By Trudy Ring
Originally published on Advocate.com November 14 2013 5:00 PM ET
A Hawaii judge today refused to issue a restraining order to block the state’s new marriage equality law from going into effect.
Circuit Court Judge Karl Sakamoto said the state legislature has the power to define marriage, and the law, signed yesterday by Gov. Neil Abercrombie, will go into effect as planned December 2, the Honolulu Star-Advertiser reports. State representative Bob McDermott, who filed a suit challenging the law, had sought a temporary restraining order to prevent the issuance of marriage licenses to same-sex couples.
At the heart of McDermott’s argument is a constitutional amendment passed by voters in 1998, giving the legislature the authority to reserve marriage for opposite-sex couples, an amendment that rendered moot a 1990s court case that could have brought marriage equality to the island state then. McDermott contended that the amendment only allowed legislators to restrict marriage, not establish a different, more inclusive definition. But Sakamoto said lawmakers have the power to define marriage generally, independent of the amendment.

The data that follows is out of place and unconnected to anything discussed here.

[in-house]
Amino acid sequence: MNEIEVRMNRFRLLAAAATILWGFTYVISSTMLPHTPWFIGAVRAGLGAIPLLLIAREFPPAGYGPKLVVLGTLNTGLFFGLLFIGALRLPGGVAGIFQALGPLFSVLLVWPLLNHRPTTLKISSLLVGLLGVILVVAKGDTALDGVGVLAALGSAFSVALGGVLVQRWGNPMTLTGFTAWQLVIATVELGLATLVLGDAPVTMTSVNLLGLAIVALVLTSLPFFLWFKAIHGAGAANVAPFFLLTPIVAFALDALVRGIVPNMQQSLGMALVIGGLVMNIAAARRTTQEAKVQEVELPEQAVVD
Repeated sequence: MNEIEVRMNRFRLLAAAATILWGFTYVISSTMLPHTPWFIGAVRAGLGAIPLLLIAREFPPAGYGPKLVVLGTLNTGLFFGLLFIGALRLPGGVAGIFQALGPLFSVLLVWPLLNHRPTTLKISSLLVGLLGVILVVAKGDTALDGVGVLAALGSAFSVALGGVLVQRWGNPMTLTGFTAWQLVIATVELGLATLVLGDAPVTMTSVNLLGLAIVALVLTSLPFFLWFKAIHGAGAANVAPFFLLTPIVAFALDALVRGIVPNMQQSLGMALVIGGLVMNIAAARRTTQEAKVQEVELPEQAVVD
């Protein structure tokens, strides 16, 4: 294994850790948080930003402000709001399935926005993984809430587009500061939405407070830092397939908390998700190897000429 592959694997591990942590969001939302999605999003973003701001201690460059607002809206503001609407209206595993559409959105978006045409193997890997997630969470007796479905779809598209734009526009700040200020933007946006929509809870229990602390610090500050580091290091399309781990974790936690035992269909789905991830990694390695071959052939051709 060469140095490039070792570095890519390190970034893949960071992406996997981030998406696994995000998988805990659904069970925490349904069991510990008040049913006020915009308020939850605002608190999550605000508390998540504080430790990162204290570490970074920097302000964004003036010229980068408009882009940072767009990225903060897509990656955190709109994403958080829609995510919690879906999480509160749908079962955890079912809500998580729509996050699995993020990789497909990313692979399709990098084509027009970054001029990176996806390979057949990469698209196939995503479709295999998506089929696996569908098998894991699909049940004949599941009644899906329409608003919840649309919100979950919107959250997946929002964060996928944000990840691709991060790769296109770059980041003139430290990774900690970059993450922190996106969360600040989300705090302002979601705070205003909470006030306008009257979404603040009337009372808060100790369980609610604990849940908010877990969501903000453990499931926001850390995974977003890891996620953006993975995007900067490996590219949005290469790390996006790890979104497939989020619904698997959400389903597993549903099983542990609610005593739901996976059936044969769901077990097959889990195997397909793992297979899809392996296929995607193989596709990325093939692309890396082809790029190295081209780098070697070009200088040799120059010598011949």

“After all the legal complexities of the court’s analysis, the court will conclude that same-sex marriage in Hawaii is legal,” Sakamoto said, according to the Star-Advertiser.
“I’m very pleased with the court’s ruling,” state attorney general David Louie told reporters. McDermott did not immediately say if he would appeal.